Market participants expect consolidation to continue in the coming years - a process that will gradually take the sector from family-run Brazilian groups and put it under the control of heavily capitalized, multinational companies.
Global heavyweight French trading giant Louis Dreyfus is now Brazil's second-largest ethanol producer after its 2009 takeover of local group Santelisa, while Anglo-Dutch energy and chemicals giant Shell stunned the market earlier this year by announcing a $12bn joint venture with Brazil's top ethanol producer, Cosan.
"No doubt this is the best year for the industry in terms of returns"
Sao Paolo-based ethanol producer
Nastari expects 10 groups to control around 45% of Brazil's 600m tonne/year sugarcane capacity within the next five years - a projection that is in line with other estimates in the industry.
Brazil's Itau BBA bank earlier this year predicted that the top five Brazilian ethanol producers would control 40% of the sector in 2015. That would be up from 27% in 2010 and 12% only five years ago, an Itau BBA analyst said during an industry event in Sao Paulo in March.
PETROBRAS MAKES STRIDES
Among the groups likely to make strides in the biofuels sector is Brazil's state-run oil company Petrobras.
In December 2009, the company bought a 40.4% stake in local ethanol group Total Agroindustria Canavieira for $84m and recently signed a number of partnerships with other groups, giving it partial ownership in as much as 900m liters/year of ethanol capacity.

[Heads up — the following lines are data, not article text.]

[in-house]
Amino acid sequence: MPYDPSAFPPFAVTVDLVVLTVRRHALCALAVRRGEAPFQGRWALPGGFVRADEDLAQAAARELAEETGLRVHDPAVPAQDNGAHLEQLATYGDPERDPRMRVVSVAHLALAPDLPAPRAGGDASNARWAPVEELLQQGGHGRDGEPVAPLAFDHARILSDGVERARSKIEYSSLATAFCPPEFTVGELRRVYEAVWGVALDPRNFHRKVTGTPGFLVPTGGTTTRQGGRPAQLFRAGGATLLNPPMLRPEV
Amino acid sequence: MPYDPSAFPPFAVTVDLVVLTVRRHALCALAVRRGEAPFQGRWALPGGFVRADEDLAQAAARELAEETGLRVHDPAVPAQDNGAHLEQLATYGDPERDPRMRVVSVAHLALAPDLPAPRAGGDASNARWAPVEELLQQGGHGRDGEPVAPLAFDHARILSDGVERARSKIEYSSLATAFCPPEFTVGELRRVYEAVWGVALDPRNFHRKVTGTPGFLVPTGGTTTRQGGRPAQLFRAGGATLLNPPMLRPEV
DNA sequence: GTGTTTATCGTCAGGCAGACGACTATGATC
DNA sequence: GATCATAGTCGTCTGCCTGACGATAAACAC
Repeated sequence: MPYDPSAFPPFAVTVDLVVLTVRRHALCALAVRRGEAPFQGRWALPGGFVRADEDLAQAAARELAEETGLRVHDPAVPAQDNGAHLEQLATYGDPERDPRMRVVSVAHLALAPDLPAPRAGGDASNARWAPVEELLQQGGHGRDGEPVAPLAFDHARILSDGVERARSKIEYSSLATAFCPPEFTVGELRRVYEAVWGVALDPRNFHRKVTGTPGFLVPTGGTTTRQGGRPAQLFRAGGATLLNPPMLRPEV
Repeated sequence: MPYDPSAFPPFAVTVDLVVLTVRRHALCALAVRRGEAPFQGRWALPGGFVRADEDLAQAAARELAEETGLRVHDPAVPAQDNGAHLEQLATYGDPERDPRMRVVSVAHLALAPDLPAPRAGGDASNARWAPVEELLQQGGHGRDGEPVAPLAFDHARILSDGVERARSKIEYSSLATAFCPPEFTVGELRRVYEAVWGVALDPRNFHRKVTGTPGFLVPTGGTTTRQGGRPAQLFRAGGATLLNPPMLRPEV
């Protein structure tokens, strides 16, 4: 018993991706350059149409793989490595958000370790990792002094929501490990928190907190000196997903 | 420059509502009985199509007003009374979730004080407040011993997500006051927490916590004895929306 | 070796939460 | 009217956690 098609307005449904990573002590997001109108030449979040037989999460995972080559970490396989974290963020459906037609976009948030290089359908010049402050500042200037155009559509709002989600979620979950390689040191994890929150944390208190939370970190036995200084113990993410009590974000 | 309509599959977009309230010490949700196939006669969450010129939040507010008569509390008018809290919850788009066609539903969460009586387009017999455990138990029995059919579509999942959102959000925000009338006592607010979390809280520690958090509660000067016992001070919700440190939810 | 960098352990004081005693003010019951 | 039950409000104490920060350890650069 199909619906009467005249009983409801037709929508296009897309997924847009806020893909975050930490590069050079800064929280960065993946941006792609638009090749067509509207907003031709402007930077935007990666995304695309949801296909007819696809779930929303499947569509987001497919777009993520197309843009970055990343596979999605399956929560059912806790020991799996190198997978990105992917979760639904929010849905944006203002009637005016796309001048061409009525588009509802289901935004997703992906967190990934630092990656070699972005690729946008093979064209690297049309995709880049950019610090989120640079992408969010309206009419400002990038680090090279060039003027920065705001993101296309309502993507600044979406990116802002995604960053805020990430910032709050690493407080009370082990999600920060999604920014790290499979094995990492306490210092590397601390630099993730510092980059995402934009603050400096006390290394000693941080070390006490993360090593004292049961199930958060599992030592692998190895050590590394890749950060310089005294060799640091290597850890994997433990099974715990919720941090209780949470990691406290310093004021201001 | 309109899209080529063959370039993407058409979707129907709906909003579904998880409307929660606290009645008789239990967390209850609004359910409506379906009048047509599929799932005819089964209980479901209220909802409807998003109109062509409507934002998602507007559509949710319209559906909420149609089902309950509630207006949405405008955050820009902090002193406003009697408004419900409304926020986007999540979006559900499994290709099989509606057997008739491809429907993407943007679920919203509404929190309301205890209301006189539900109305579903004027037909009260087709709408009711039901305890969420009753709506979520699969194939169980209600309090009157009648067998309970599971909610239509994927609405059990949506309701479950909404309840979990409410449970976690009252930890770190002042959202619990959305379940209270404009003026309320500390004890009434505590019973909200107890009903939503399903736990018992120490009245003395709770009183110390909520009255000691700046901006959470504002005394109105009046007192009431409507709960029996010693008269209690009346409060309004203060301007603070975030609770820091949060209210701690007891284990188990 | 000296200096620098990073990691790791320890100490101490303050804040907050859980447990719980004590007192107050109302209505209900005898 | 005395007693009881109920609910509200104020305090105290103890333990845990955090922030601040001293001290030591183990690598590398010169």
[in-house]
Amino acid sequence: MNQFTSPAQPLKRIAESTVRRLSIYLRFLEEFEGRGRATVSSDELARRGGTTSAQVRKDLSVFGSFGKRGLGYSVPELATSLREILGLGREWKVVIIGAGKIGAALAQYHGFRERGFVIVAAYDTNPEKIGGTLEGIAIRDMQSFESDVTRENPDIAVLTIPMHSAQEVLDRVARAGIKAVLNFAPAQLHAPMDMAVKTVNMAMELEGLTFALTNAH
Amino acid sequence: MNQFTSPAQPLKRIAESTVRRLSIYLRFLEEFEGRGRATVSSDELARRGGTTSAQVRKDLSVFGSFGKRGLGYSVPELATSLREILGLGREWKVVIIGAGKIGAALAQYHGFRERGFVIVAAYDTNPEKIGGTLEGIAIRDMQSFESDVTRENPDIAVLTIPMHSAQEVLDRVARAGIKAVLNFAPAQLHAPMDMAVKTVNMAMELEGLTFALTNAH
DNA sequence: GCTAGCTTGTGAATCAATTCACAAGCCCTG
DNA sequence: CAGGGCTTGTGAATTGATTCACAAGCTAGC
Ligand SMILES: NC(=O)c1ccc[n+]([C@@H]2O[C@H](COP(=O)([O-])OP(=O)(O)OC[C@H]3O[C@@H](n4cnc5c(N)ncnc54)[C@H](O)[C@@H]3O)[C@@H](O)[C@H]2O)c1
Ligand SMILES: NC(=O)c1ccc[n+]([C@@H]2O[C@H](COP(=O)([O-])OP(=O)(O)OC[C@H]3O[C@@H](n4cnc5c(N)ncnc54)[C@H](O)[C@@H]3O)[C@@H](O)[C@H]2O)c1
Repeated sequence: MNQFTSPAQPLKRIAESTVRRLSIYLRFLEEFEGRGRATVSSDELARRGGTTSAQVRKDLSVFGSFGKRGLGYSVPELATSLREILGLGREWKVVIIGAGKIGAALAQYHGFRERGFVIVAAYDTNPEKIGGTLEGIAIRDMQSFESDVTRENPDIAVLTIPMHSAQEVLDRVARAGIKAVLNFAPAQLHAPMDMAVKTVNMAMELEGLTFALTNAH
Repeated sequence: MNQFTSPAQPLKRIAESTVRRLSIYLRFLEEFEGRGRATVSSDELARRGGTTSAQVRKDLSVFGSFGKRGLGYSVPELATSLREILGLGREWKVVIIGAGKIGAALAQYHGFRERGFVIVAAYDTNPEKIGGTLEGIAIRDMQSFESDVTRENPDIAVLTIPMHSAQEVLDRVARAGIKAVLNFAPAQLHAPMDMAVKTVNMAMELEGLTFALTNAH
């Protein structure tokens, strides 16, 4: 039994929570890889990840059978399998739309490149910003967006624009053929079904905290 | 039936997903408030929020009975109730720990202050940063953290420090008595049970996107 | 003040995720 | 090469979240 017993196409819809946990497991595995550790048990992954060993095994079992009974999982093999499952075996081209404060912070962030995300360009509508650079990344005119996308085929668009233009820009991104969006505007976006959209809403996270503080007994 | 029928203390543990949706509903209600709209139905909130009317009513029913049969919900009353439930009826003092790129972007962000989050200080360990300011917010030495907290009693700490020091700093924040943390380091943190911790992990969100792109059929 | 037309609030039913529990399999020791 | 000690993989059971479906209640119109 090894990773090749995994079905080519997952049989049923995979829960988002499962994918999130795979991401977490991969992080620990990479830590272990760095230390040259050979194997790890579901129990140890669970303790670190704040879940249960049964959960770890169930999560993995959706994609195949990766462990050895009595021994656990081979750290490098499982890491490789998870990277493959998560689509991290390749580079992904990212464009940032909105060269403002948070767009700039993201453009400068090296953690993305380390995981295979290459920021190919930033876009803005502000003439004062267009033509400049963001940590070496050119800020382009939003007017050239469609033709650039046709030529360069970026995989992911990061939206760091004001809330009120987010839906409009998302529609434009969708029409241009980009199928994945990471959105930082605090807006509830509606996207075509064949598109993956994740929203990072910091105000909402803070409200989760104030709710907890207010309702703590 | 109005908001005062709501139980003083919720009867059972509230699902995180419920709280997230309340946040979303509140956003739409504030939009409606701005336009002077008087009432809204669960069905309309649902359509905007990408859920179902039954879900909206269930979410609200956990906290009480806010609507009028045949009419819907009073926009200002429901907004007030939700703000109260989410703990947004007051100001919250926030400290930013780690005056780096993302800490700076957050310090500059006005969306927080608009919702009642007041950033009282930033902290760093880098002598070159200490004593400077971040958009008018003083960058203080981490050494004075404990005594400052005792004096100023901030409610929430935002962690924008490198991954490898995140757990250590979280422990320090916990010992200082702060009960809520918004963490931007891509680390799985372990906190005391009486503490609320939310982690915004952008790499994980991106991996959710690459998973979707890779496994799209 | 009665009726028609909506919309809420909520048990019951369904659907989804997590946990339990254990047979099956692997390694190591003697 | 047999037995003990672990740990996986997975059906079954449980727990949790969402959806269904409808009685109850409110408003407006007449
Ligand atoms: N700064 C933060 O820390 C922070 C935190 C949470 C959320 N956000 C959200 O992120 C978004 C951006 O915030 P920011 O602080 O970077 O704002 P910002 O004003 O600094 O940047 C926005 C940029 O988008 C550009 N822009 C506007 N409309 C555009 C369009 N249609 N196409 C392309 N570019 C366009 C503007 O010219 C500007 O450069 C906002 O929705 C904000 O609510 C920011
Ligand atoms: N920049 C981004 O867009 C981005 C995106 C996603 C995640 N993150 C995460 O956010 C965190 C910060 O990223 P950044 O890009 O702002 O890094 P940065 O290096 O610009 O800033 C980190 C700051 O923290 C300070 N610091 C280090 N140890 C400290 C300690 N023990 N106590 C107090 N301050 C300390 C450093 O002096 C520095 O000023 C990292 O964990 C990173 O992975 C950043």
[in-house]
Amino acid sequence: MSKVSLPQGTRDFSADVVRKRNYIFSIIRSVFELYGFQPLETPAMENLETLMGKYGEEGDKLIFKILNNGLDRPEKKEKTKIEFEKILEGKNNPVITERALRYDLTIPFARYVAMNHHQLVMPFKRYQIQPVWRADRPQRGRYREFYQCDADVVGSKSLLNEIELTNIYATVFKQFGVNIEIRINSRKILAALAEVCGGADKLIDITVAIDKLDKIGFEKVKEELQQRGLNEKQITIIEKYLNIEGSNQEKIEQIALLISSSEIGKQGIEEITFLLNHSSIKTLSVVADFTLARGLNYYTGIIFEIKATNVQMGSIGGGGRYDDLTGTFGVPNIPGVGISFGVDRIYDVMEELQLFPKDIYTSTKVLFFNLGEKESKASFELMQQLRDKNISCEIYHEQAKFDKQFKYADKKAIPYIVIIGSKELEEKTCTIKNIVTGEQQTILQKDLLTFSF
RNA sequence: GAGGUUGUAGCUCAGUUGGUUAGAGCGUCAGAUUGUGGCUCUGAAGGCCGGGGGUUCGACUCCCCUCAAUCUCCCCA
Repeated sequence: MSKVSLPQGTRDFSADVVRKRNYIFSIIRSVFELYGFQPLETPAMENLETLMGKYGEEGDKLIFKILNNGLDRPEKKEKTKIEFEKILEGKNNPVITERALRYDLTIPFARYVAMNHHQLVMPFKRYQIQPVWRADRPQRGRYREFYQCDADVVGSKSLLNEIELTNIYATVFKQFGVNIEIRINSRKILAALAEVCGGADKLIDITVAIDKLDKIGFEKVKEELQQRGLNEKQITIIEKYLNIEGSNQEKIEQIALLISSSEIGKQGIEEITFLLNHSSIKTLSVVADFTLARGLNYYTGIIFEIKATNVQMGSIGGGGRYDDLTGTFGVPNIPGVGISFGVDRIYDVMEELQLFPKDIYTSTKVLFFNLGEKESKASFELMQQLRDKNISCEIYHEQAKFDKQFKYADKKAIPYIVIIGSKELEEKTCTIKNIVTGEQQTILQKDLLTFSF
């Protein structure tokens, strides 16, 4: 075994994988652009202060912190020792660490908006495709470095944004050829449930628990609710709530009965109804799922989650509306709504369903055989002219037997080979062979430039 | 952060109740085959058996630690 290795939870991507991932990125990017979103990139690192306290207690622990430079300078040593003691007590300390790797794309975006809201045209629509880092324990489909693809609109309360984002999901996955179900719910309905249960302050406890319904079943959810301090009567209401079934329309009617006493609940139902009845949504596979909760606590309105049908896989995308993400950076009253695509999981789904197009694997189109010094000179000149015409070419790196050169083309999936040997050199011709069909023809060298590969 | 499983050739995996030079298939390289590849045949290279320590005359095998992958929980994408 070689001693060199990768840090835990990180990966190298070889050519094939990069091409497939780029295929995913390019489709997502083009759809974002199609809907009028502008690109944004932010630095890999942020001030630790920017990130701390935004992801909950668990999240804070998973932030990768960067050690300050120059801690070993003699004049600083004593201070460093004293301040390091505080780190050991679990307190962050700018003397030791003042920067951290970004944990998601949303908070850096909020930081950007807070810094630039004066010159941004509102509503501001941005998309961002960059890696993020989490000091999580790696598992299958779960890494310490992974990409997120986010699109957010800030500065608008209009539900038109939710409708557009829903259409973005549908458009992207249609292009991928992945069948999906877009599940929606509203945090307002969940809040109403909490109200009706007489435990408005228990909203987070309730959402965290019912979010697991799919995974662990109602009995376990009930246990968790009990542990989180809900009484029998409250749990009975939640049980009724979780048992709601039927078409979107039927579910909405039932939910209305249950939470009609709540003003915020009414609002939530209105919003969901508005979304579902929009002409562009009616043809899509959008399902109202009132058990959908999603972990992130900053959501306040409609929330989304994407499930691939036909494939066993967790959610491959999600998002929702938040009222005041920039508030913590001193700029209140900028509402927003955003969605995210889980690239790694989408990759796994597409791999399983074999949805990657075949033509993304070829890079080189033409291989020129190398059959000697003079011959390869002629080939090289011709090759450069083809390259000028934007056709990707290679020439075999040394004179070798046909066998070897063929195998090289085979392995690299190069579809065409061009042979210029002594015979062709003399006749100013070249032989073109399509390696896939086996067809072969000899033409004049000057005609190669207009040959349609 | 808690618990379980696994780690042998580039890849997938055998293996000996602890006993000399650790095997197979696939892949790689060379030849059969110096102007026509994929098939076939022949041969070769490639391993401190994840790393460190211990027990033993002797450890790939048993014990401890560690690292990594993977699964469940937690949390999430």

Petrobras is also moving ahead with plans to build a $1.1bn ethanol pipeline system in partnership with Japanese trading company Mitsui and Brazilian conglomerate Camargo Correa.
"Each kilogram of green PE captures around 2.5kg of carbon dioxide"
Bernardo Gradin, CEO, Braskem
The company expects to triple its ethanol production by 2014 and become a major exporter of the product. It plans to assign some $3.5bn to biofuels during the next four years under its latest investment plan.
Diversification is also opening new doors for Brazilian ethanol makers. That includes the sale of surplus electricity that sugarcane mills generate by burning bagasse - a sugarcane residue - and the use of ethanol as a petrochemical feedstock.
Brazilian petrochemical company Braskem in September launched production of "green'" polyethylene (PE) at a 200,000 tonne/year plant that produces the polymer using ethanol-based ethylene as a feedstock.
The company says it opted to invest in ethanol-based PE because of the environmental benefits and because Brazil is a net importer of naphtha, which is used in PE production.
PAY A PREMIUM
Braskem, which says customers have agreed to pay a premium as high as 66% for green PE, plans to build a second unit with a capacity of around 350,000 tonnes/year.
"Each kilogram of green PE captures around 2.5kg of [carbon dioxide] from the environment," according to CEO Bernardo Gradin.
Braskem is not the only petrochemical maker that is looking at ethanol as an alternative feedstock.
"Ethanol producers are not in an even better position now because a lot of them are still recovering from damage caused by the financial crisis"
National fuel distributor, Rio de Janeiro
Solvay Indupa plans to make polyvinyl chloride (PVC) using ethanol as a raw material, while Dow plans to build an ethanol-based PE plant with a capacity of 350,000 tonnes/year.
"We continue to be enthusiastic about the benefits of a cane-to-polyethylene project for Dow's growth in Brazil, as well as providing a renewable plastic offering and self-sufficient bio-energy source," a Dow spokesperson says.
Meanwhile, Solvay plans to produce green PVC at a 120,000 tonne/year plant in Sao Paulo. The start-up of the unit, which was originally planned for 2011, has been delayed, but a Solvay spokesperson says the company remains committed to the project.